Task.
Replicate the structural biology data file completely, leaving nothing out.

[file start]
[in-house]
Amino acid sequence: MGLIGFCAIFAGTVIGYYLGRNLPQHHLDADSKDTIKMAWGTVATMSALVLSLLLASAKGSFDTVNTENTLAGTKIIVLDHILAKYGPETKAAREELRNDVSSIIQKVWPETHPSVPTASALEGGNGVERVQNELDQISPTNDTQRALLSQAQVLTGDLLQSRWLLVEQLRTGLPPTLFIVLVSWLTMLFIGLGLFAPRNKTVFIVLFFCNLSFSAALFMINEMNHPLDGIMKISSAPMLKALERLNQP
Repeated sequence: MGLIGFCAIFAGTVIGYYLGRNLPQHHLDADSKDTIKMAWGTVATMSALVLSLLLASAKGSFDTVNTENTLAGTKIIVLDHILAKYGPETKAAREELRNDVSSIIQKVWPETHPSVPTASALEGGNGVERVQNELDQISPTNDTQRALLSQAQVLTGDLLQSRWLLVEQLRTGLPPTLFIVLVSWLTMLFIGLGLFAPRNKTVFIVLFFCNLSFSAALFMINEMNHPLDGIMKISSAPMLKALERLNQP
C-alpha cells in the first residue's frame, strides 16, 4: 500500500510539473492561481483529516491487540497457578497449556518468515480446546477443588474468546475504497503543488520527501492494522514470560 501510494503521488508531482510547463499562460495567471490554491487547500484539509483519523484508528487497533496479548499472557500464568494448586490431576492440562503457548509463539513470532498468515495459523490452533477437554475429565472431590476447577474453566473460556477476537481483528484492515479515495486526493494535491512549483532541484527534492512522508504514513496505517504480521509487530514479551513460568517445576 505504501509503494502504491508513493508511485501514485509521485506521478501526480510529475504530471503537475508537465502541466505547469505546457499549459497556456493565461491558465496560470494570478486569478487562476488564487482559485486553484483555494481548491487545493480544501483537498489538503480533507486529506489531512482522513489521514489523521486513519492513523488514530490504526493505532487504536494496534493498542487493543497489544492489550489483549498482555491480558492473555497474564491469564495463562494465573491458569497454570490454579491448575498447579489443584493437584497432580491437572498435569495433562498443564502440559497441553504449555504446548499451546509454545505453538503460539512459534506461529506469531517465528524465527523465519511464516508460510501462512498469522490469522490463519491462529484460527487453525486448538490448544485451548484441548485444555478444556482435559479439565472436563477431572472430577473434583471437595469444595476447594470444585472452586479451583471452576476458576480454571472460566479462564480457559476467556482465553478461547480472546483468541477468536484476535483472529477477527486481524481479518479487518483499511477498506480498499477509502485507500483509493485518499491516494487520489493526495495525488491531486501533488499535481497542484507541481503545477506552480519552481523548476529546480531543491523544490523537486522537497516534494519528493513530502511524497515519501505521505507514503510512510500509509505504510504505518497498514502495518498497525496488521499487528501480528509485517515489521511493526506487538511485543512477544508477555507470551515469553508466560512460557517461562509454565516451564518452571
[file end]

[in-house]
Amino acid sequence: MGLIGFCAIFAGTVIGYYLGRNLPQHHLDADSKDTIKMAWGTVATMSALVLSLLLASAKGSFDTVNTENTLAGTKIIVLDHILAKYGPETKAAREELRNDVSSIIQKVWPETHPSVPTASALEGGNGVERVQNELDQISPTNDTQRALLSQAQVLTGDLLQSRWLLVEQLRTGLPPTLFIVLVSWLTMLFIGLGLFAPRNKTVFIVLFFCNLSFSAALFMINEMNHPLDGIMKISSAPMLKALERLNQP
Repeated sequence: MGLIGFCAIFAGTVIGYYLGRNLPQHHLDADSKDTIKMAWGTVATMSALVLSLLLASAKGSFDTVNTENTLAGTKIIVLDHILAKYGPETKAAREELRNDVSSIIQKVWPETHPSVPTASALEGGNGVERVQNELDQISPTNDTQRALLSQAQVLTGDLLQSRWLLVEQLRTGLPPTLFIVLVSWLTMLFIGLGLFAPRNKTVFIVLFFCNLSFSAALFMINEMNHPLDGIMKISSAPMLKALERLNQP
C-alpha cells in the first residue's frame, strides 16, 4: 500500500510539473492561481483529516491487540497457578497449556518468515480446546477443588474468546475504497503543488520527501492494522514470560 501510494503521488508531482510547463499562460495567471490554491487547500484539509483519523484508528487497533496479548499472557500464568494448586490431576492440562503457548509463539513470532498468515495459523490452533477437554475429565472431590476447577474453566473460556477476537481483528484492515479515495486526493494535491512549483532541484527534492512522508504514513496505517504480521509487530514479551513460568517445576 505504501509503494502504491508513493508511485501514485509521485506521478501526480510529475504530471503537475508537465502541466505547469505546457499549459497556456493565461491558465496560470494570478486569478487562476488564487482559485486553484483555494481548491487545493480544501483537498489538503480533507486529506489531512482522513489521514489523521486513519492513523488514530490504526493505532487504536494496534493498542487493543497489544492489550489483549498482555491480558492473555497474564491469564495463562494465573491458569497454570490454579491448575498447579489443584493437584497432580491437572498435569495433562498443564502440559497441553504449555504446548499451546509454545505453538503460539512459534506461529506469531517465528524465527523465519511464516508460510501462512498469522490469522490463519491462529484460527487453525486448538490448544485451548484441548485444555478444556482435559479439565472436563477431572472430577473434583471437595469444595476447594470444585472452586479451583471452576476458576480454571472460566479462564480457559476467556482465553478461547480472546483468541477468536484476535483472529477477527486481524481479518479487518483499511477498506480498499477509502485507500483509493485518499491516494487520489493526495495525488491531486501533488499535481497542484507541481503545477506552480519552481523548476529546480531543491523544490523537486522537497516534494519528493513530502511524497515519501505521505507514503510512510500509509505504510504505518497498514502495518498497525496488521499487528501480528509485517515489521511493526506487538511485543512477544508477555507470551515469553508466560512460557517461562509454565516451564518452571